Starting University Can Be An Anxious Time

Starting University Can Be An Anxious Time

Becoming a university student for the first time can be an exciting and overwhelming time for anyone but doesn’t have to be. Navigating university well comes with being open to new experiences and people as well as overcoming your fears. There are many ways to make university a more enjoyable experience and less of an anxious time.

Tackling nerves and insecurity in new environments

With new environments like university, comes many nerves and feelings of insecurity. It is never easy to tackle these nerves but there are some ways you can combat this feeling and navigate university a little less fearfully.

Deep breathing a few minutes before you go out to meet new people can help relieve some of their nerves. Take time, clear your mind and take some deep breaths to soothe your nerves effectively.

Take courage!. Fear is very much a psychological thing that plagues many young people and sometimes the best way to defeat something is to challenge it. This means acknowledging this nerve and challenging it by saying: 

“I’m nervous, maybe even fearful but I will take courage and face this environment”.

Explore your new environment by walking around. Take some time to get fresh air and explore your campus, get familiar with new surroundings that you will probably encounter everyday. 

Whatever you choose to do, remember that you have the power to overcome your nerves and that is rooted in challenging it every corner even when you’re not sure.

Ways to deal with low self esteem

Low self-esteem isn’t something one would like to encounter when they start university but it is something that many students do face when thrusted into the world of further education. Overcoming low self-esteem is a journey and requires a gentle and kind approach to oneself.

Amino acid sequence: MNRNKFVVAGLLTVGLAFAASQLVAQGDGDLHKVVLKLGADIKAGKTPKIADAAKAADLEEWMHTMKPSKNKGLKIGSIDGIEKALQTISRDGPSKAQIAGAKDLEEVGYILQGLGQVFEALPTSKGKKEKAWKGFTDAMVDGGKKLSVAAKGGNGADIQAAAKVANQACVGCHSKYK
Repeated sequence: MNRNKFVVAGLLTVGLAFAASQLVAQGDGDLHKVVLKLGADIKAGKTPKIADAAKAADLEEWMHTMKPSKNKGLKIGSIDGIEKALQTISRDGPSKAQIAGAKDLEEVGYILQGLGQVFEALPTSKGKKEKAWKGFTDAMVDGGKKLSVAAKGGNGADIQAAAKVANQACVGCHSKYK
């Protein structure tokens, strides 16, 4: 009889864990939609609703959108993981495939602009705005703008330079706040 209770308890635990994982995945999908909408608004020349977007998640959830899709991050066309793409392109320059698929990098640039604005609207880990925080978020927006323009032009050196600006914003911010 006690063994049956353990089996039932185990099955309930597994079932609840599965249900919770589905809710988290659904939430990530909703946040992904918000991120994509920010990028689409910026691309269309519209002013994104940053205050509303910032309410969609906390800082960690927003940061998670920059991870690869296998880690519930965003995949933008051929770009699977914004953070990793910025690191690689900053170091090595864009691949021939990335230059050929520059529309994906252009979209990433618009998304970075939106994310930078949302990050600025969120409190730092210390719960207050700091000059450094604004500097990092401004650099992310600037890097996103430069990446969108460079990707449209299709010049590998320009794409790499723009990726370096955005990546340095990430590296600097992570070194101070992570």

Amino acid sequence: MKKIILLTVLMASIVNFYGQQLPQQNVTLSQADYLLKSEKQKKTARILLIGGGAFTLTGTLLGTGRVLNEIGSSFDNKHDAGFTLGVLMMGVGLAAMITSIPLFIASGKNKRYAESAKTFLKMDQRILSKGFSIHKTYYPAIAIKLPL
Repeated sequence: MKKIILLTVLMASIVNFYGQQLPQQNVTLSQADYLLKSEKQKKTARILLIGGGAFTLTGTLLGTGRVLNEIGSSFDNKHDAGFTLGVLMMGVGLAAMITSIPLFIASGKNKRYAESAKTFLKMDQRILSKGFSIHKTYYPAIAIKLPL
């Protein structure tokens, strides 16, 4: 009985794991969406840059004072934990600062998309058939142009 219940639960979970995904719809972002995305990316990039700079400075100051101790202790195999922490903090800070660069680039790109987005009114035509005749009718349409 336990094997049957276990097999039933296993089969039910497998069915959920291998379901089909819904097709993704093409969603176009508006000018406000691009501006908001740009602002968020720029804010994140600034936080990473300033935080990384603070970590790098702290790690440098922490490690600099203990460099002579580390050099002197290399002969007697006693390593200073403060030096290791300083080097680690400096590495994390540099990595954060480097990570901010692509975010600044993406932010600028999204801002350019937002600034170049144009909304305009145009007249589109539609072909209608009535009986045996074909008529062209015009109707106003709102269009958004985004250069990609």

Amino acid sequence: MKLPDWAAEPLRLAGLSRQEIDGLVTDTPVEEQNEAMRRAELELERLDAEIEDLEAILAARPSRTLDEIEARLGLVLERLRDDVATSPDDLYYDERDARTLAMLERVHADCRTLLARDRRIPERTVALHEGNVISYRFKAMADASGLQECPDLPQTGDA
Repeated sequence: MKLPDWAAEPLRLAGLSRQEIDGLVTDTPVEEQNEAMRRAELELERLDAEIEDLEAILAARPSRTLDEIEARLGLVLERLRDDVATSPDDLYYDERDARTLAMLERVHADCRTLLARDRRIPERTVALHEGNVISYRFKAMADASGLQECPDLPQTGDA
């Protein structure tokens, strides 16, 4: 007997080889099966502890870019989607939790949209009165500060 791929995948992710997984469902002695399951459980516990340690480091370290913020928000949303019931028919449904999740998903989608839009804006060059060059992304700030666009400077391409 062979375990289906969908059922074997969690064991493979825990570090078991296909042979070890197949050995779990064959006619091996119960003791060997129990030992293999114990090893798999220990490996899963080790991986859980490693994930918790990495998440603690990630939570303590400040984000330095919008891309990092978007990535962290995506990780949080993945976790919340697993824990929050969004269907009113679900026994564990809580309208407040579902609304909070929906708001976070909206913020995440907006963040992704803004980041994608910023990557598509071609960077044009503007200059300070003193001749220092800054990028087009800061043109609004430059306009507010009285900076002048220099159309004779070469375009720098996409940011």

Some ways to overcome this:

Living in the moment and choosing to act in the now instead of later. While the past and present are important parts of who you are, now is the self you can control and explore with. So embrace your present and see what’s out there for you.

Show self-compassion and appreciate the parts of yourself you do like. List the parts and choose to celebrate them while you are at university. This new environment provides an opportunity for renewal and this is your chance to readjust your perspective of yourself and really love the ‘you’ that are now.

Participate in your life and go out and enjoy things you thought that weren’t for you. University is bursting with opportunities to engage in new activities (clubs, sport teams etc.) as well as explore new areas ( especially if you have moved away from home to another area in your country.) Your life is yours and you should want to enjoy it as much as possible.

These steps can help you on your journey to overcoming low self-esteem and there is no rush, take your time, enjoy yourself and get out there.

Confidence in making friends

It’s hard enough to adjust to a new environment such as university but making friends can feel like a real obstacle course as you’re beginning your life as a university student. The beauty of your environment is that you’re able to attend introductory  events that ease you into uni life.

But before you begin, here are a few ways you can prep for this:

Recognising your positive attributes and creating positive reminders for yourself to boost your confidence. You can do this by doing daily affirmations in the morning in the mirror or writing/typing your reminders on a post-it note/mobile app. Always know that you are capable of being someone’s friend and remind yourself of that as much as you can.